Calling all superheroes

Keep your eyes peeled for giant arachnids, a fire-breathing dragon and caped crusaders flying through the air as the Paisley Halloween Festival gets underway this week.

Choreographed by the aerial dance company, All or Nothing, the streets around Paisley Abbey will come alive as a jaw-dropping rooftop battle of good vs evil plays out.

Highlights of the three-day event include a capacious spider’s lair with luminous eggs, a laboratory run by a madcap inventor, ethereal floating faces, an extra-terrestrial invasion and a tarot card-inspired installation created by youngsters to honour their everyday heroes.

Runs October 27 to 29. Visit and

Wild and spooktacular beasts

Get yourself along to Hallowild at Blair Drummond Safari Park near Stirling where a trick or treat trail, pumpkin picking, gargantuan haybale spiders and fire-pits for toasting marshmallows await, as well as a chance to meet the colourful animal residents who dwell here.

Edinburgh Zoo Spooktacular, meanwhile, is an illuminated night-time trail lined with weird and wonderful characters, from pirates and skeletons to creepy crawlies and ghosts. Zones include The Lost Graveyard, Spooky Sea, Creepy Campsite, Toxic Wasteland and Haunted Mansion.

Both run until October 31. Visit and

Eerie tunnels, towers and tombs

Mercat Tours in Edinburgh is running a series of Halloween-themed daunders based around shiver-inducing tales of body-snatchers, murderers, cannibals, ghouls and things that go bump in the night.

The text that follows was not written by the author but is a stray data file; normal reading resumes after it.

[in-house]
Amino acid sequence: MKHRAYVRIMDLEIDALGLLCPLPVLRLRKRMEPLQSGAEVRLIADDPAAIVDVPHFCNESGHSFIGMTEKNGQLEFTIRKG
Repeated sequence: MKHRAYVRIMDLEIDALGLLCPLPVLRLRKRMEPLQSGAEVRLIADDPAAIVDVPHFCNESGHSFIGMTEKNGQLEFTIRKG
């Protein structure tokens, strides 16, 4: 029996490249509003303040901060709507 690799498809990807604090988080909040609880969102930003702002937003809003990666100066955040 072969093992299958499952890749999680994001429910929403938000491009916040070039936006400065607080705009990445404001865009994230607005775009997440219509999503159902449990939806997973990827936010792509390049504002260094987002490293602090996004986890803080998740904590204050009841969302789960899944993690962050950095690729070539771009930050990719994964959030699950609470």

Pick from a choice of four itineraries which explore the labyrinth-like tunnels and caverns of the (allegedly) haunted Blair Street Vaults, as well as meandering through the Old Town’s shadowy closes and wynds and discovering the dark past and forbidding tombs of Canongate Kirkyard.

Meanwhile, author and paranormal historian Richard Falconer is leading guided walks through St Andrews that take in a clutch of fascinating sites, including the “haunted” tower at the cathedral where unexplained ghostly figures and lights have been reported.

Sightings and phenomena recorded on past tours are said to include an apparition of a nun, a white lady and the sound of horses’ hooves.

Note: Some tours are adults-only. Various dates throughout October. Visit and

Wholesome Halloween fun

Galoshans Festival in Inverclyde, running until October 30, offers an exciting programme of indoor and outdoor arts performances with a surrealist take on traditional folklore and myth, such as ghost caribou, selkies, sea creatures and strawboys.